In the last RopeSignal we recorded the sad news of the passing of Bob Campbell. Now we learn that Bob has remembered the society in his will, bequeathing us his comprehensive collection of demand valves, many of them of great rarity, as well as a large quantity of spares, tools, handbooks, drawings and his personal diving library of some 300 books. The bequest will form an invaluable addition to the society’s collections, providing rare items for the museum displays and a vital resource for research on the history and development of demand valves, now and for future generations.
Edward John Towse was born on 15 April 1934 at 122 Castle Street, Portchester. He had been preceded by his two sisters Vera and Kath and they represented the third and last generation of the Towse family to live in that same house.
Perhaps John’s greatest claim to fame (of several) is that he was the man who first placed the marker buoy on the seabed under which the Mary Rose was hidden from view by some 50 ft of dark water and 10 ft of mud. It was his navigational skills and in particular his adeptness with the horizontal sextant that had enabled him to take his tiny dive boat Miranda to the exact spot where the Mary Rose had disappeared in 1545.
His education had begun at Castle Street Junior School where he first met his life-long friend Ray Le Pivert. They both passed the 11-plus and graduated to Purbrook Park County High School. They joined the choir at St Mary’s Church in Portchester where they remained until their voices broke.
John had an instinctive love of the sea and he joined Portchester Sailing Club as a Junior where he learnt to sail under the leadership of Cdr Bill Hammond DSC and Bar and DSO. Cdr Hammond had come to fame for winning his first DSC in WW1 and his second DSC with a DSO in WW2, and for having established the renown “P-Parties” – the divers who cleared the European ports of mines left behind by the retreating Germans. John was so well-respected at the sailing club that after the death of Cdr Hammond, his widow presented John with Cdr Hammond’s presentation ‘short-sword’ engraved with the signatures of distinguished members of the P-Parties.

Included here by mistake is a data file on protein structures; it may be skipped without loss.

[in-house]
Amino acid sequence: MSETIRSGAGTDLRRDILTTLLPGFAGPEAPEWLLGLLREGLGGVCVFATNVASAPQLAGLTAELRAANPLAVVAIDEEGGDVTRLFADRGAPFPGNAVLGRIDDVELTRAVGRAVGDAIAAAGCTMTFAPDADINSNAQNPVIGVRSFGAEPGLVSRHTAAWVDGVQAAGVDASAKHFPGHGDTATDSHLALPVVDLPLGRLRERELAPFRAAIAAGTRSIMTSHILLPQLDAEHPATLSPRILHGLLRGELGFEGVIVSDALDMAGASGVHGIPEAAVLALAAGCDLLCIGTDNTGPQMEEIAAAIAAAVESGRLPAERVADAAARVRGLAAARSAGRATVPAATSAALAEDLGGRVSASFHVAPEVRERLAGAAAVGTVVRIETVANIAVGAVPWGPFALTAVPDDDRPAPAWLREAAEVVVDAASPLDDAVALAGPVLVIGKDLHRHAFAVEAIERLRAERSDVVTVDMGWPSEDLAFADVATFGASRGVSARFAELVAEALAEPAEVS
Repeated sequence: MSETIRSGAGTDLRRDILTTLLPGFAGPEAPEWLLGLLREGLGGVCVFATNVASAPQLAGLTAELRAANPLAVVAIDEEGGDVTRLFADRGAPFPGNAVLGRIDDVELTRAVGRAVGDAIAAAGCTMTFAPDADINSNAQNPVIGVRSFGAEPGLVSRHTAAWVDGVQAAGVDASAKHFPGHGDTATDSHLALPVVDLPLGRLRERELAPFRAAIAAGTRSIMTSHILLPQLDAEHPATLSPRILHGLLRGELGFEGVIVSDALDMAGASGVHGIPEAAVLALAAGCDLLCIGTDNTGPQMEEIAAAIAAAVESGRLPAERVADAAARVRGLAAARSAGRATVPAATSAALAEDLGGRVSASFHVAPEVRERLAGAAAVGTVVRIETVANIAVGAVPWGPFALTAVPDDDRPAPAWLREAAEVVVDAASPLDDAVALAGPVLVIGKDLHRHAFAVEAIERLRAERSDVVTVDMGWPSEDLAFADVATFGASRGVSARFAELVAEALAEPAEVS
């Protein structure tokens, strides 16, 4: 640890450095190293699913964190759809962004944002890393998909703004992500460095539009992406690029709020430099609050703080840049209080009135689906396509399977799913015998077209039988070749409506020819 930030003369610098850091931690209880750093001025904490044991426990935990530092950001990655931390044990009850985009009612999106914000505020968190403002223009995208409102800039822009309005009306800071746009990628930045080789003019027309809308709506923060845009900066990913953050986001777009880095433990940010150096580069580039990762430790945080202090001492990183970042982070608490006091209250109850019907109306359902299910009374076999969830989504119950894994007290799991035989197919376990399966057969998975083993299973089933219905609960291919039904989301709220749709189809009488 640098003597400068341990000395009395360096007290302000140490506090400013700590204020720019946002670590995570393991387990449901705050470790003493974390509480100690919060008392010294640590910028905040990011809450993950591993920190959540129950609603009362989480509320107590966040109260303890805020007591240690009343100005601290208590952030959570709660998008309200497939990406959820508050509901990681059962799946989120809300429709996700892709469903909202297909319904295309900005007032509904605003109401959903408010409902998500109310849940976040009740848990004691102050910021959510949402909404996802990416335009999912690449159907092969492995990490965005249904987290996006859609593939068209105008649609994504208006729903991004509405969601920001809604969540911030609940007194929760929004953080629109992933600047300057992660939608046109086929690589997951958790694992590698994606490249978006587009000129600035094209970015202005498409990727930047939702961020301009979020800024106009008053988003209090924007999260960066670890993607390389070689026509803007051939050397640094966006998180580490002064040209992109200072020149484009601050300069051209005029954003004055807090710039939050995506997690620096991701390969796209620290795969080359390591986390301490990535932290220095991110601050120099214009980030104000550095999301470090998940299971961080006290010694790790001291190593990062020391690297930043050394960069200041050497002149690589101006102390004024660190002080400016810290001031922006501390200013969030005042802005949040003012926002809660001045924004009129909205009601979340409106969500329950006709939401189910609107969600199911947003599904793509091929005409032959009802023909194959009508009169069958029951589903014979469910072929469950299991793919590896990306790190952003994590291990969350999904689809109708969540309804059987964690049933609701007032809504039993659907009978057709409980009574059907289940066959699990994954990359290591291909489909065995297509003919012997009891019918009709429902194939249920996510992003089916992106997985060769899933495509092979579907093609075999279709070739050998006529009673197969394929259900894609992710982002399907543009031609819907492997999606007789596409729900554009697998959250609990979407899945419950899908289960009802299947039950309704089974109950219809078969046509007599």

John’s first job was at the Admiralty Experimental Works (AEW) at Haslar where he made good friends with Brian ‘BAT’ Taylor and Adrian ‘APE’ Worley. Together with Alan ‘ACE’ Corbett they had a common interest in snorkel diving and spearfishing and they set themselves up as the Haslar Aquanauts, winning National Spearfishing Competitions.
It was during this spell of his career that he famously spent some time on the Queen’s bed. To explain, it appears that the Queen’s bedroom on HMS Britannia was close to the engine room and it suffered from an unpleasant vibration. So the bed was sent down to AEW to be fitted with specially designed anti-vibration mounts. Needless to say, the technicians involved were obliged to personally test the effectiveness of the de-coupling of the vibration. That concludes the case for the defence.
In 1954, John was one of the first members of Southsea BSAC and he quickly became its secretary. He graduated to becoming the Diving Officer and under his enthusiastic leadership the club won the coveted national Heinke Trophy three years running. He also captained the club’s Octopush team. The game is like underwater hockey and having been invented by the Southsea club has now become an international game.